Why do patients with a corona infection develop skin symptoms - and what can be observed from this?
Since the beginning of the Corona pandemic, we have learned that some skin changes occur with Covid-19 which we already know from other viral infectious diseases, such as hives or other rashes. Other skin alterations, however, are relatively or very specific to a corona infection: frostbite-like changes that occur primarily on the toes, hence the name "covid-toes." Rashes with blisters are also common, as is skin redness that follows the course of blood vessels, which can progress to tissue destruction. From this, we can learn some things that are important in Covid-19 in general: Frostbite-like changes are most common in children, adolescents, and young adults, often with asymptomatic or mild courses. Corona PCR tests will often remain negative in these cases, even though there have been instances of Covid-19 in the setting that make infection likely. In turn, skin rashes with blisters show that Sars-CoV2 coronaviruses can directly attack the cells of the epidermis and mucosa. In such cases, it is always possible to assume covid-19 disease. In the presence of reddenings that follow the course of vessels, with or without the destruction of tissue, there is a disturbance of the cells that coat the inside of the blood vessels. Activation of these cells then occurs, as well as platelets and clotting factors - changes that also appear in other organs in Covid-19: Skin changes such as these may provide an indication. They occur predominantly in moderately to severely affected patients.
Skin reactions can also occur after a Corona vaccination - which ones and what is the risk?
The vast majority of people tolerate a Corona vaccination without any problems: they feel a bit tired, sometimes a little sick or have a headache. A swollen arm may also occur with some delay. Such reactions are also known from other vaccinations. In addition, a non-specific activation of the immune system by the vaccination can occasionally worsen already existing skin diseases such as psoriasis or neurodermatitis for a short time or, extremely rarely, lead to their first appearance. All of these reactions are delayed and are easily treated. Reports of very rare allergic reactions of the immediate type and of allergic shock reactions (anaphylaxis) must be evaluated separately by allergists and vaccinologists. Patients often experience hives (urticaria) or a sudden and extensive reddening of the skin ("flush") shortly after vaccination. Respiratory distress and a severe drop in blood pressure may also occur, and very rarely circulatory failure. Such a strong reaction occurs mainly with mRNA vaccines. The risk is probably two to three times higher than with other vaccines, but still very low overall. Unfortunately, some media reports have led to uncertainty, but this is largely unnecessary: by no means all allergy sufferers have an increased risk. Patients who are only allergic to tree or grass pollen, bee or wasp stings, for example, do not have an increased risk.
How do you proceed when people state a history of allergies before they receive a vaccination?
For this purpose, an algorhithm was developed in a short time, which is stored at the Paul Ehrlich Institute (PEI) and shows how one should act depending on the initial situation. This was possible because a large proportion of reactions to mRNA vaccines are based on a specific allergy of the immediate type to larger polyethylene glycol molecules (PEGs, synonym: macrogols). Such molecules are present in the lipid envelope of mRNA vaccines from Moderna and Pfizer-BioNTech ("Corminaty"), but also in many everyday products. They are also ubiquitous in medicine, for example in laxatives, bowel cleanses, hydrogels or as excipients in pills and precisely in Moderna and Pfizer-BioNTech ("Corminaty"). Contact with them can lead to sensitization of the immune system in some people. This results in the formation of type E antibodies (immunoglobulin E, IgE). The IgE are then bound by certain immune cells that have a high-affinity receptor for IgE: Mast cells and basophilic granulocytes. Upon renewed contact with such PEGs - in this case, through mRNA vaccination - they can bind to the cell-bound IgE. This binding activates the cells, which then immediately release messenger substances. These messengers in turn lead to the reactions of an immediate-type allergy. For some patients, therefore, an appropriate investigation with skin or cellular tests (prick or intracutaneous test, basophil activation test) may be useful before vaccination. Patients in whom we have detected a PEG allergy in our clinic prior to vaccination already had a history of allergic reactions to PEGs, for example during preparation for a colonoscopy. These types of patients can be vaccinated with an alternate vaccine. For everyone else, the observation period is extended immediately after vaccination - according to the PEI's algorithm. Thus, for patients with PEG allergy, the warnings in the media are right. However, these reports concern only very few people.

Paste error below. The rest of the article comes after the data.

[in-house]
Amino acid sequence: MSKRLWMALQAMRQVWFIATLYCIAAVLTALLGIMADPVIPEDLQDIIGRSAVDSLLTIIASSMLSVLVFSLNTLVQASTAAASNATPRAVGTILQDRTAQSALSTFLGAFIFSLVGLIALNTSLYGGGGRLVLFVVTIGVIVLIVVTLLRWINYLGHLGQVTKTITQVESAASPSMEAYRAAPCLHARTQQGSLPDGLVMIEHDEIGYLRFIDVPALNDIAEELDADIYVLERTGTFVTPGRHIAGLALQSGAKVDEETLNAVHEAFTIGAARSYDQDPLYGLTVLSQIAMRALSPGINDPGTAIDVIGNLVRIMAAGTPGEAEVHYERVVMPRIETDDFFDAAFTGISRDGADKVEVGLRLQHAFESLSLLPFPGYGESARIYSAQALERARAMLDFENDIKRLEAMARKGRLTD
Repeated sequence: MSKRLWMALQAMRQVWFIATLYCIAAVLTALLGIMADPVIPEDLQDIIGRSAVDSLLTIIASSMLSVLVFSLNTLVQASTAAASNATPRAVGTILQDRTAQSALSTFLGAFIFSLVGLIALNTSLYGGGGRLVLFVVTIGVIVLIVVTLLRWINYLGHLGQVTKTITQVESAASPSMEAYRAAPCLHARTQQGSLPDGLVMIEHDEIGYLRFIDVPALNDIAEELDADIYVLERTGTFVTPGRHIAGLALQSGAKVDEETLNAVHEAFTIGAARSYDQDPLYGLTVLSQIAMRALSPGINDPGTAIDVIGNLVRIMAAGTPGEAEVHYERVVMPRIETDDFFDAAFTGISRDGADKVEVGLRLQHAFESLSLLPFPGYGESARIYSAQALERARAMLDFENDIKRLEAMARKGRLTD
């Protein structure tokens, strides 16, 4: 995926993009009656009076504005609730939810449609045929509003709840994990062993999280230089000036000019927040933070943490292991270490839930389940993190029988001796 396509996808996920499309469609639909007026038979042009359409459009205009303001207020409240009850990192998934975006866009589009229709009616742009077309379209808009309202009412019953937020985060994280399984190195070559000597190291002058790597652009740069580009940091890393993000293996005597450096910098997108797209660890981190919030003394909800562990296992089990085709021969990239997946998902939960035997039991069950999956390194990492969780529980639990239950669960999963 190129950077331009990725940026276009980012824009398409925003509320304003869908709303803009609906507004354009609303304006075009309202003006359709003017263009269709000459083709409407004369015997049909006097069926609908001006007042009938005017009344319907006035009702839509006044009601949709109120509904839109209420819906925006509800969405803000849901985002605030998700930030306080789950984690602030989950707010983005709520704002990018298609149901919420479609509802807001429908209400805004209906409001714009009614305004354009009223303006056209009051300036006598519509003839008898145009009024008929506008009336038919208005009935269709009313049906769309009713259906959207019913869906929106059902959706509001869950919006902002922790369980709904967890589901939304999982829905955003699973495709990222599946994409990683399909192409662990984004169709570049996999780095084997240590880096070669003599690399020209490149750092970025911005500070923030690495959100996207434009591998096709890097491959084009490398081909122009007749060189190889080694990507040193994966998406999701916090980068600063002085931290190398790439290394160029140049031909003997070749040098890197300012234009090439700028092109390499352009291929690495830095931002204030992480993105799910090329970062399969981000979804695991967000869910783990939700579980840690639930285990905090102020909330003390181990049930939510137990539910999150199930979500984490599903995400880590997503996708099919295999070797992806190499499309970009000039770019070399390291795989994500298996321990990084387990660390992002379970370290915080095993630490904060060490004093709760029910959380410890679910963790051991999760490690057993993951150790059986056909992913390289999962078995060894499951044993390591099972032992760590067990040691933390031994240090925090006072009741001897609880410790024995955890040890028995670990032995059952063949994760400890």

Live stream „Reaktionen bei COVID19 und Corona-Impfung: Die Haut im Auge behalten“ on June 23, 6.15 pm
Talk in German
- Prof. Tilo Biedermann is director of the Clinic and Polyclinic for Dermatology and Allergology at the Klinikum rechts der Isar of TUM. His field of research includes the biology of the skin as well as immunology and allergology. He also works on the control of tolerance-mediated and inflammatory immune responses. His research spans from basic pathways to human applications.
- All talks of the Covid-19 Lectures
- The lecture is hosted by Prof. Marion Kiechle